San Francisco Reviews, Part 1
I have lived in San Francisco, the City That Sleeps Fitfully, for just over three weeks now. Periodically, I will review various things I encounter in the big city, as both a guide and a cautionary tale to loyal readers of Zembla located in more remote, less idyllic places than my home, San Francisco, Baghdad-by-the-Bay-Without-All-The Bombing-And-Poverty-And-Imperialist-Bechtel-Overlords.
Review One: Axum Cafe:
Axum Cafe is an Ethiopian restaurant located at 698 Haight Street. There is another Axum Cafe on Polk Street, which is large, fancy, and features live music. This Axum Cafe is smaller, cheaper, and features no music at all, save the rumbling of one's belly in anticipation of tasty injera (flat bread). There are a lot of apparently unaffiliated places in San Francisco that have the exact same name. Some are more general, like the three different Thai Houses I have seen, two of them within a quarter mile of my apartment. I have seen three taquerias named El Castillito as well. I don't know if any of these are such great names as to inspire a host of imitators, but I don't know from Ethiopia.
Anyway, Axum Cafe. The food is extremely cheap, and you get a lot of it. What you don't get is utensils. Or smiles from the wait staff. Although a vegetarian entree could be as cheap as $3.75, a can of Coca-Cola was $1.50, I think, which either reflects a bold grab for carbonated sugar water profit, or perhaps a subtle discouragement of Coca-Cola products in solidarity with slain Third World union organizers. I had an Anchor Steam. I shared a big sampler dish with a friend that contained all of the potential veggie options. All of it tends to look like baby food, and you compound that impression by eating with your hands, but it was quite good. I liked the dish made with garbanzo beans and the one with potatoes the best. Our more carnivorous dining companion seem less than enthused with his meat-based dish, but Ethiopian food and the expand-in-your-stomach bread is an acquired taste, so it may not be a comment on that particular dish. Anything vegetarian is a safe bet, says I.
The weirdest moment in our dinner experience came after I went to pay the check. None of us had sufficiently small bills to split up the check, so I went up to pay the bill and change a twenty at the same time. The waitress handed me two tens in return. I said, "That's just not going to do it," and eventually got some fives and ones.
Grade: B. Food is delicious, corners are cut.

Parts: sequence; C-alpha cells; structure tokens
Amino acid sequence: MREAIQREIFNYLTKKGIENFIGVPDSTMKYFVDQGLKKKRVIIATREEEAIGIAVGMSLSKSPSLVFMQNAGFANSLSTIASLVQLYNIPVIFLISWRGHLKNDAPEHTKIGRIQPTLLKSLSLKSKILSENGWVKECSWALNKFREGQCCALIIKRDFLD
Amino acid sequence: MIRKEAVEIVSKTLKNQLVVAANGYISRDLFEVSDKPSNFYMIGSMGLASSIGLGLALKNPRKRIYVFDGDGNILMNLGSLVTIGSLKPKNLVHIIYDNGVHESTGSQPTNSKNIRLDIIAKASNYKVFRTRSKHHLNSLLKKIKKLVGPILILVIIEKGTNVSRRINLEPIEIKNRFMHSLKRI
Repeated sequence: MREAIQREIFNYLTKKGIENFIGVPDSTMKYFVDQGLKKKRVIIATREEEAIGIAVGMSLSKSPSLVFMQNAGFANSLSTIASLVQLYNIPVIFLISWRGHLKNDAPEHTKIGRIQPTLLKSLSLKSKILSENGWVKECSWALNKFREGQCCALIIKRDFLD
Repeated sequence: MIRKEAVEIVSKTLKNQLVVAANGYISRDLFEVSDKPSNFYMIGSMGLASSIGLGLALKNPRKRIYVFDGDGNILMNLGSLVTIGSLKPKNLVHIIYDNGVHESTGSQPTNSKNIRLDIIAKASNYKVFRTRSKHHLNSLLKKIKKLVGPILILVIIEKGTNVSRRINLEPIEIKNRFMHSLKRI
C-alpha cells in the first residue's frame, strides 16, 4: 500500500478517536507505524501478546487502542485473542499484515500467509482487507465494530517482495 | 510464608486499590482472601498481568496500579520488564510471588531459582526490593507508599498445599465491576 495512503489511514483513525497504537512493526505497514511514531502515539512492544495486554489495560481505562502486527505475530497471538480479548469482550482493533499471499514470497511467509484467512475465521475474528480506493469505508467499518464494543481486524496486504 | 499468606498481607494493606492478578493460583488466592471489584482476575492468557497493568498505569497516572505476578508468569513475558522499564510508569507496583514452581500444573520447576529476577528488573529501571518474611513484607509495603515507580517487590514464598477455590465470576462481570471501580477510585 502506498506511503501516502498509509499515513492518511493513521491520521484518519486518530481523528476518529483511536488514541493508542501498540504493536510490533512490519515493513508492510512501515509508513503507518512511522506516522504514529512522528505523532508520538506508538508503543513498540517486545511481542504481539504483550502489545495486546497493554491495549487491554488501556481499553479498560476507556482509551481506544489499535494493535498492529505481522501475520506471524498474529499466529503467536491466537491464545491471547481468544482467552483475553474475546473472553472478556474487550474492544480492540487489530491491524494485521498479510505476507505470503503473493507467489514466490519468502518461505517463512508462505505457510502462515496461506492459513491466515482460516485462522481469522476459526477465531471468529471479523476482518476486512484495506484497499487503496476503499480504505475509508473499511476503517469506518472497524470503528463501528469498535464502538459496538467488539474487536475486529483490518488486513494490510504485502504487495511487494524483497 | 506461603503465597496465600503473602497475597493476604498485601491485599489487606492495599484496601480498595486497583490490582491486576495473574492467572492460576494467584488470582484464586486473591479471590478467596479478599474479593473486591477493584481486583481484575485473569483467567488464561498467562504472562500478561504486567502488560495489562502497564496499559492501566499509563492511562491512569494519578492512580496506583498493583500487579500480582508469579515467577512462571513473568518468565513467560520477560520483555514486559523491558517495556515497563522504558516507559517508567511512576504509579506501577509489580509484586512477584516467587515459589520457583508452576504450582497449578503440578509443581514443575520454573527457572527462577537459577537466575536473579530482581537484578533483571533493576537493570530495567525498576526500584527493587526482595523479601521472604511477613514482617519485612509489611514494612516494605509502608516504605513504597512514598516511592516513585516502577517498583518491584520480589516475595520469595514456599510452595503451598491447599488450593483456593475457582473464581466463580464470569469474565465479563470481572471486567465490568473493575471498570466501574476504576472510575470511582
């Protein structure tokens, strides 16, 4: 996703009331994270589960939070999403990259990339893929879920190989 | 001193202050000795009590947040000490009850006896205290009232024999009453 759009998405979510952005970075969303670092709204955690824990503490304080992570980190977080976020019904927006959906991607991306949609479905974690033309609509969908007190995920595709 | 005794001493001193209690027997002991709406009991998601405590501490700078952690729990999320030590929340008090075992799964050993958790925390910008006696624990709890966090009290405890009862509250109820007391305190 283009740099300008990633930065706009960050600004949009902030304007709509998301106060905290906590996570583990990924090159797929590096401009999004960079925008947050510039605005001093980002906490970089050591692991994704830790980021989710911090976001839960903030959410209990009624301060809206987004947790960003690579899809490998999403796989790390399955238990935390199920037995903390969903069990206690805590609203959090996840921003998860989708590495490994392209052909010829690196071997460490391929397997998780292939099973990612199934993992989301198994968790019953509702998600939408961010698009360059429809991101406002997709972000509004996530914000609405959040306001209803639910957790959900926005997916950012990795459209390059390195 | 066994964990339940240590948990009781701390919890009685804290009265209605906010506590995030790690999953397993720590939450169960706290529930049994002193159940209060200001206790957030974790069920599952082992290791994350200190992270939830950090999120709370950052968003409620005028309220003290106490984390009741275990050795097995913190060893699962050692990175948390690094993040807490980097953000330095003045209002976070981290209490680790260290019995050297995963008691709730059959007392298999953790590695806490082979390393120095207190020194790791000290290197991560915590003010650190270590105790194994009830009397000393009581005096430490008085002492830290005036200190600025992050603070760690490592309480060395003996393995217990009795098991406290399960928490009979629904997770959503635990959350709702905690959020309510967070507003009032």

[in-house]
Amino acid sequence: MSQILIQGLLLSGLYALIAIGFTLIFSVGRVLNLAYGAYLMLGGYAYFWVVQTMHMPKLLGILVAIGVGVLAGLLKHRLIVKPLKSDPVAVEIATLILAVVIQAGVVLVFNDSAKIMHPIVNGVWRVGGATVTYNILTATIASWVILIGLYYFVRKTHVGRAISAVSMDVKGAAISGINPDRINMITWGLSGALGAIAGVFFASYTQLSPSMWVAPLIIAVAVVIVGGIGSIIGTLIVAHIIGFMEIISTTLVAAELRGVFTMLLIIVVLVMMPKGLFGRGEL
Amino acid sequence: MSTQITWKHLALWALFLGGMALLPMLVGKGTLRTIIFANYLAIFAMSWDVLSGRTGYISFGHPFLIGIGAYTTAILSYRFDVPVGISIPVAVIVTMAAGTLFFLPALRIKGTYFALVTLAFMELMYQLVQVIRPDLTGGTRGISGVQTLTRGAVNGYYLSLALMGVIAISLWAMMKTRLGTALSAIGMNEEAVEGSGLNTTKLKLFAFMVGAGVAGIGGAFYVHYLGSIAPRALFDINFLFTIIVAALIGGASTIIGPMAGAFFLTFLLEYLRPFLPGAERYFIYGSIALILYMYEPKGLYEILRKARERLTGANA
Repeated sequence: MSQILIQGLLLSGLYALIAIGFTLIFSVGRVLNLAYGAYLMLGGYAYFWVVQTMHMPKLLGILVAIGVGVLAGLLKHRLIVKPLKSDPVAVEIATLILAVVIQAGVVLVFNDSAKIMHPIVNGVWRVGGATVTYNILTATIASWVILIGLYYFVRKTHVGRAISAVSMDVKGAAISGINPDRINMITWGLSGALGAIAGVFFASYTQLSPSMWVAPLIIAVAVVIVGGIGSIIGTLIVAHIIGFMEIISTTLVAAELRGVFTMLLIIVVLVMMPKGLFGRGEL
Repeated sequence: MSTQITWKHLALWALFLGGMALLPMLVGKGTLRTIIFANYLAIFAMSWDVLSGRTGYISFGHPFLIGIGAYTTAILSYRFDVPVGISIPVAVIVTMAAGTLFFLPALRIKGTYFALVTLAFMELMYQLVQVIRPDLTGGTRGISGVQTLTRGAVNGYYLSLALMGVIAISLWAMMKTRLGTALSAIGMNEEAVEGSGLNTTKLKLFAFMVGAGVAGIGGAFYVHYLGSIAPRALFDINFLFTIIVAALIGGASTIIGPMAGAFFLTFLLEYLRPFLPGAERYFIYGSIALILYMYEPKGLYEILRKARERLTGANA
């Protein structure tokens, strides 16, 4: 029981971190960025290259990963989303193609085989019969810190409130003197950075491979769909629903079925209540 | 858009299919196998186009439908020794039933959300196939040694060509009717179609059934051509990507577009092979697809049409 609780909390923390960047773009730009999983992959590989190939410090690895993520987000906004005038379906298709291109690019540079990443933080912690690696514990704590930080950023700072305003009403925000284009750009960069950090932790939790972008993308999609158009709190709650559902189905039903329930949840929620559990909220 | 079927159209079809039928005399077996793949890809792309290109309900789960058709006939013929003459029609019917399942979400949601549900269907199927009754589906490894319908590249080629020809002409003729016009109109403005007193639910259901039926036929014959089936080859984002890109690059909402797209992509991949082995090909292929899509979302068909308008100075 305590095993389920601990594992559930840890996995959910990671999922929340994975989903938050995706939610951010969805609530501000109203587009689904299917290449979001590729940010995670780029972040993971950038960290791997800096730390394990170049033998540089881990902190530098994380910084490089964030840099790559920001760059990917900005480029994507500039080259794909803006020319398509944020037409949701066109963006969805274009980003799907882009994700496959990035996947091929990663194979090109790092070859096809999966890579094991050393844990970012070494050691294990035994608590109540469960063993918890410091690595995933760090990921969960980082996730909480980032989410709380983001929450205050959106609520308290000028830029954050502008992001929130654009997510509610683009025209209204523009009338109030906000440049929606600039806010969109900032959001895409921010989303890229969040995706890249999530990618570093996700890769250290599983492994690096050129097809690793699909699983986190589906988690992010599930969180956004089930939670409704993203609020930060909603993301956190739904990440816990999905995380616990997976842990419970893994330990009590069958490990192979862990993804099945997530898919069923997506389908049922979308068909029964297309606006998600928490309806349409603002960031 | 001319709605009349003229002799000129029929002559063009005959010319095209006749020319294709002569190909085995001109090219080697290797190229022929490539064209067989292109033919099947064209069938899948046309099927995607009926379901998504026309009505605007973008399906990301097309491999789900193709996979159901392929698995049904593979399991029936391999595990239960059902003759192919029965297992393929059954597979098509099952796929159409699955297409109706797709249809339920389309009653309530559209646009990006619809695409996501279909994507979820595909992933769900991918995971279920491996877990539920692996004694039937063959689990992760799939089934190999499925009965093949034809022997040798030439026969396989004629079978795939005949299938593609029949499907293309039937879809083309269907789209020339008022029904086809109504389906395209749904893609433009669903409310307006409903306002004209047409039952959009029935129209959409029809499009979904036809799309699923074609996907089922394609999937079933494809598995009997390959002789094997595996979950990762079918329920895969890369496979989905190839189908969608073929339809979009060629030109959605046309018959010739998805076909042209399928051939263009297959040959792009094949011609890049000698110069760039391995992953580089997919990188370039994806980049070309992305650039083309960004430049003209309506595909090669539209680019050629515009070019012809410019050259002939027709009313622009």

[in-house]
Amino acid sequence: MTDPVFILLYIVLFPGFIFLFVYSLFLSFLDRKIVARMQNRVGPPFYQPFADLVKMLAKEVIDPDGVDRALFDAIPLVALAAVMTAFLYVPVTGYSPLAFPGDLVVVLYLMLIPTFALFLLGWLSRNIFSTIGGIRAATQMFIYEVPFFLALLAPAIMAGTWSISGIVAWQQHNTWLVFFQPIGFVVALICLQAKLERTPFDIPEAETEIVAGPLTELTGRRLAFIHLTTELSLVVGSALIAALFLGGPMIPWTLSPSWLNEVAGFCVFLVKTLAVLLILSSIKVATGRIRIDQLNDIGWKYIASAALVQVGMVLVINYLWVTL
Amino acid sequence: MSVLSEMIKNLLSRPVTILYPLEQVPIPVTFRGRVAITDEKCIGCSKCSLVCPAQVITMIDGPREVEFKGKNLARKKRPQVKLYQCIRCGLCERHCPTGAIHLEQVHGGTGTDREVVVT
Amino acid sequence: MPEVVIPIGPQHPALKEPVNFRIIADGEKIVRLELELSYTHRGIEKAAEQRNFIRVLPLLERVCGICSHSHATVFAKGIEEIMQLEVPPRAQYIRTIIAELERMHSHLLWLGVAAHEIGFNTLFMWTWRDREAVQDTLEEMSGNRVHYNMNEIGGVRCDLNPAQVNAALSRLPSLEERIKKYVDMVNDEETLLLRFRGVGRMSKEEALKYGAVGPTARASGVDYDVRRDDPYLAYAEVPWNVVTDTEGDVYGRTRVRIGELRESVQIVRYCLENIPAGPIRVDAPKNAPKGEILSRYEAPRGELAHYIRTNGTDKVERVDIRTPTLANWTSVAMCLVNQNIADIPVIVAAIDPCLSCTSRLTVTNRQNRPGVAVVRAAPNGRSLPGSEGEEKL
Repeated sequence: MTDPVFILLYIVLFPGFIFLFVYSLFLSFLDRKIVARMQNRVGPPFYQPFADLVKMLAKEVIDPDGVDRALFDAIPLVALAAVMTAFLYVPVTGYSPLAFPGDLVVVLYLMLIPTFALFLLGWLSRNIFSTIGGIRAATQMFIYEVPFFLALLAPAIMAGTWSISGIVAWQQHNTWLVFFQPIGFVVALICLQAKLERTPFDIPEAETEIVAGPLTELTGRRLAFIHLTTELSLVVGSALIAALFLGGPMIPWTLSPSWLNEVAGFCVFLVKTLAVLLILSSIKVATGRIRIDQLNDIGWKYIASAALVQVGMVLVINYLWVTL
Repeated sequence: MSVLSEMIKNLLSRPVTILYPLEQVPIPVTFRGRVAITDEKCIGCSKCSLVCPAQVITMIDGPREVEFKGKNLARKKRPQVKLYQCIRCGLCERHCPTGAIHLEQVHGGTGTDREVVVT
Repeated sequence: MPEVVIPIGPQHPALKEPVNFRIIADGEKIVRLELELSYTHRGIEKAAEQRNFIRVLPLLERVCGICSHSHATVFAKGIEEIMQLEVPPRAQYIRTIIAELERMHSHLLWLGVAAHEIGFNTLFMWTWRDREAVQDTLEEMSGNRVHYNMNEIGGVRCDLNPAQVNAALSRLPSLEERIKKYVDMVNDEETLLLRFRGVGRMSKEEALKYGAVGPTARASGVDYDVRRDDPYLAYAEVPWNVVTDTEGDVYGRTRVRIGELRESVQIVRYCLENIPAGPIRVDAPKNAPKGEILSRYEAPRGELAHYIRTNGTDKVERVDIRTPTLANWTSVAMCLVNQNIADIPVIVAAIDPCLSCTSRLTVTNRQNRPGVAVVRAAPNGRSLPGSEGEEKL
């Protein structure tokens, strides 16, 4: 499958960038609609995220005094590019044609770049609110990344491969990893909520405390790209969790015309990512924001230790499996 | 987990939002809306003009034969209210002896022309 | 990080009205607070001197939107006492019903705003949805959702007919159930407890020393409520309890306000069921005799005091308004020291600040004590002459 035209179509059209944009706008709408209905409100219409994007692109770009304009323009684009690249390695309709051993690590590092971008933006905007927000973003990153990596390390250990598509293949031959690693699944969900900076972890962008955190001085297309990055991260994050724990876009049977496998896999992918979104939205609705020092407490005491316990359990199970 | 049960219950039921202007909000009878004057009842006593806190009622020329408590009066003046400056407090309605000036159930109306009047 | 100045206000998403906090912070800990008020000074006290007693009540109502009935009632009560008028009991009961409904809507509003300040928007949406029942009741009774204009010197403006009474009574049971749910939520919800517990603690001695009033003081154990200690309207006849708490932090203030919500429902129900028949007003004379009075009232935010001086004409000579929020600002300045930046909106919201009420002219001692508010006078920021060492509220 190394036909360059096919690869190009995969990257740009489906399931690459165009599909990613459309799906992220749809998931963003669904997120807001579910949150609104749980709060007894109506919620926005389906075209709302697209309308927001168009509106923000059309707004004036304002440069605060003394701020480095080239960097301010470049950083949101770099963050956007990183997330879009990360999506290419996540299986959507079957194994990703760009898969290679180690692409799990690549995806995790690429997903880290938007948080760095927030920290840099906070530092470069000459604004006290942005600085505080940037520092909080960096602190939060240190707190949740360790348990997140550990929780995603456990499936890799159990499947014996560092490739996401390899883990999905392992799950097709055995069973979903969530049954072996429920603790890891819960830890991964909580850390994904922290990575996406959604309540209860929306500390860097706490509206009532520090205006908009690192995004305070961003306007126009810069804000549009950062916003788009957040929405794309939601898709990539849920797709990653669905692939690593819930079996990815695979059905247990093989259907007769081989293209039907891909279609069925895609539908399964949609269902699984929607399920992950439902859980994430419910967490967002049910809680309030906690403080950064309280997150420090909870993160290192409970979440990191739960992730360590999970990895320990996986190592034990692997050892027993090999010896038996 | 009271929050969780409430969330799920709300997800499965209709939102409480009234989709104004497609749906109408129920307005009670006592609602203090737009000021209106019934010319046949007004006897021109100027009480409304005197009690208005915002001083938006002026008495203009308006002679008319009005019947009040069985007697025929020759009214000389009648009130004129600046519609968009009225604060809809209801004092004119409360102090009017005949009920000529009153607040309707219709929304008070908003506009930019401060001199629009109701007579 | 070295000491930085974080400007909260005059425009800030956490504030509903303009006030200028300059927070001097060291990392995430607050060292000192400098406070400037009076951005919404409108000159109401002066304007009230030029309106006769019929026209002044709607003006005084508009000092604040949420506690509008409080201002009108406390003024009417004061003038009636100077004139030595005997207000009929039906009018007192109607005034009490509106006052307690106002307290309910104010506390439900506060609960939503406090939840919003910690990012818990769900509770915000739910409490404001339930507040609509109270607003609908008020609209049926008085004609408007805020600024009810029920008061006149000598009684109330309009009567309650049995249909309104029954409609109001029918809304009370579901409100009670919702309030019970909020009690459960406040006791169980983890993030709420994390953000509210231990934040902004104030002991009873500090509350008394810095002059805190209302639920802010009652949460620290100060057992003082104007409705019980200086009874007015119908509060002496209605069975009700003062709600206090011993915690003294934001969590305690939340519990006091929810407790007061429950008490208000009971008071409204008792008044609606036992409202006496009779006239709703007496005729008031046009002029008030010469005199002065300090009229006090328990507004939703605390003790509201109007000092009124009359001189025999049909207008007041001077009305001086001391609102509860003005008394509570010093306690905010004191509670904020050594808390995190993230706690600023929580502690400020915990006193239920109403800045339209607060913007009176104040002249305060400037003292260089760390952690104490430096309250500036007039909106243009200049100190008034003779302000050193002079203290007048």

Review Two: Memphis Minnie's BBQ Joint
I didn't actually go into this place and eat, but the marquee outside features a pig in a chef's hat. Even though the place serves various pork dishes, the pig looks so happy. The joyous expression says to passerby, "Come on in and eat my porcine brethren! We're delicious!" Also, the pig's hat says "Bone Appetit."
Review Three: Walking around everywhere
After I returned my car, Shakes, back to my parents' home in Pleasant Hill, I didn't enter a car for the next two weeks. My monthly MUNI pass (criminally going up $10/month on September 1) and my own two feet have been enough for me to commute back and forth to work, and explore the Mission, the Castro, and Nob Hill (so far).
One thing that one notices when traversing San Francisco on foot is how much geography determines distinctions between neighborhoods. Gene Wood noticed similar things, on a much larger scale, while exploring America on his motorcycle. Neighborhoods in San Francisco are generally divided by parks and enormous hills. I wish that topography were more emphasized on maps and in education.
The only downside I find in walking many miles every day is still being fat afterward. We'll see how that goes.
Review Four: People jaywalking while pushing baby carriages
This happens quite a bit in the City. I haven't seen anyone get hit, or even have a near miss, except this one time when an old homeless woman was jaywalking and this bus came through an intersection at over 50 MPH and totally smacked the baby carriage and I was like oh shit but then the carriage turned out to be full of aluminum cans and I was like whew.
Drivers are more skillful in San Francisco as compared to Berkeley, but they're also a lot more reckless, so it's probably an even tradeoff. I personally jaywalk a lot less than I did back in Berkeley, mainly because streets are wider. The wild card element to the eternal pedestrian-motorist struggle in San Francisco is the new pedestrian signals, which count down how many seconds a pedestrian has left to cross the street. Though these are intended to promote safety, the unintended consequence is that drivers, seeing the countdown, can anticipate the light change better, which often leads to drivers hitting speeds of 45-50 MPH to try and beat the yellow.
Review Five: Cheap Burritos at Church and Market
There's two burrito places on Church Street and Market, right by the N Judah stop and across the street from the giant "cruisey" Safeway (I have shopped there a few times and not been cruised yet, unless I didn't realize it). One of them is the aforementioned El Castillito (other ones are in the Mission). That place offers a veggie burrito for $3.25, though carnivorous burritos are extra. They also charge extra for a minimal amount of chips. I had an el pastor burrito. Alright, but nothing wonderful.
The second place is better. They have tastier meat, nicer counter staff, and chips at no extra charge. Look, for cheap burritos, I want to be able to pay with a five, and this place gets it done for $4.65, including tax. I have gone twice, getting chicken burritos each time, once with "spicy" red sauce, and the other time with a milder green sauce. Both were good, and even traveled well. I think a burrito that survives a jaunt from Church Street all the way to Pac Bell Park with its flavor intact is a burrito that earns my respect and endorsement.
Grade: El Castillito, B-. Other place, A-